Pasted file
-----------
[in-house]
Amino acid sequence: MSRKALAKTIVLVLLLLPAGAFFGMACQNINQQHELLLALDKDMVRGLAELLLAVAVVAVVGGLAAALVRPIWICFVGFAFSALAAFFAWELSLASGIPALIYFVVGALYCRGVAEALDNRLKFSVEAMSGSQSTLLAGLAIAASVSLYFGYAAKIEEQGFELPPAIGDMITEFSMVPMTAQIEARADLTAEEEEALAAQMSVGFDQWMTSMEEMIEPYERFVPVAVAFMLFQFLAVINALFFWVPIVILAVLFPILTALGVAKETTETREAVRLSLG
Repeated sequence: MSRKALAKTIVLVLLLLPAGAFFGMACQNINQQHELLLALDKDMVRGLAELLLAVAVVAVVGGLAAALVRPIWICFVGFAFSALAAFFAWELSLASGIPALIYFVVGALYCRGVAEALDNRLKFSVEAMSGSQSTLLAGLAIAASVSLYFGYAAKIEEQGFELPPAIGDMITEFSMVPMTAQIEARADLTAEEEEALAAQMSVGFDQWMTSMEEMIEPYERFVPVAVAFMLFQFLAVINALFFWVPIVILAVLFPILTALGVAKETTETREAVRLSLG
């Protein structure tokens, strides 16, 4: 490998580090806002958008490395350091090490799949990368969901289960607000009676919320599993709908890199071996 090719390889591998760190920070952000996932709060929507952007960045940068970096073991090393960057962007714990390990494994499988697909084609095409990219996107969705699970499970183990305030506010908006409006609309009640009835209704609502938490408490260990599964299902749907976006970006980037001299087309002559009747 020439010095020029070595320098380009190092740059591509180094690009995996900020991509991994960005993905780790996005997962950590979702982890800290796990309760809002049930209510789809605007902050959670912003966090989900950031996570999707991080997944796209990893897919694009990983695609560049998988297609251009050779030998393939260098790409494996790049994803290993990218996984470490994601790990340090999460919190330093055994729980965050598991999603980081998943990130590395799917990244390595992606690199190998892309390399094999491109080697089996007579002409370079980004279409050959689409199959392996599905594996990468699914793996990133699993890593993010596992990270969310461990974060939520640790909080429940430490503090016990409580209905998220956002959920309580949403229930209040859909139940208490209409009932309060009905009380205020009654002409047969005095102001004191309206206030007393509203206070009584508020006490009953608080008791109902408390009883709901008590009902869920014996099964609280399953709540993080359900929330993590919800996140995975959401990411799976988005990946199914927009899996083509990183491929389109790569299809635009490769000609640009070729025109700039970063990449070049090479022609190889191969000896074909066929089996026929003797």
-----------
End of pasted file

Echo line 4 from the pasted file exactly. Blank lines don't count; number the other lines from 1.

């Protein structure tokens, strides 16, 4: 490998580090806002958008490395350091090490799949990368969901289960607000009676919320599993709908890199071996 090719390889591998760190920070952000996932709060929507952007960045940068970096073991090393960057962007714990390990494994499988697909084609095409990219996107969705699970499970183990305030506010908006409006609309009640009835209704609502938490408490260990599964299902749907976006970006980037001299087309002559009747 020439010095020029070595320098380009190092740059591509180094690009995996900020991509991994960005993905780790996005997962950590979702982890800290796990309760809002049930209510789809605007902050959670912003966090989900950031996570999707991080997944796209990893897919694009990983695609560049998988297609251009050779030998393939260098790409494996790049994803290993990218996984470490994601790990340090999460919190330093055994729980965050598991999603980081998943990130590395799917990244390595992606690199190998892309390399094999491109080697089996007579002409370079980004279409050959689409199959392996599905594996990468699914793996990133699993890593993010596992990270969310461990974060939520640790909080429940430490503090016990409580209905998220956002959920309580949403229930209040859909139940208490209409009932309060009905009380205020009654002409047969005095102001004191309206206030007393509203206070009584508020006490009953608080008791109902408390009883709901008590009902869920014996099964609280399953709540993080359900929330993590919800996140995975959401990411799976988005990946199914927009899996083509990183491929389109790569299809635009490769000609640009070729025109700039970063990449070049090479022609190889191969000896074909066929089996026929003797």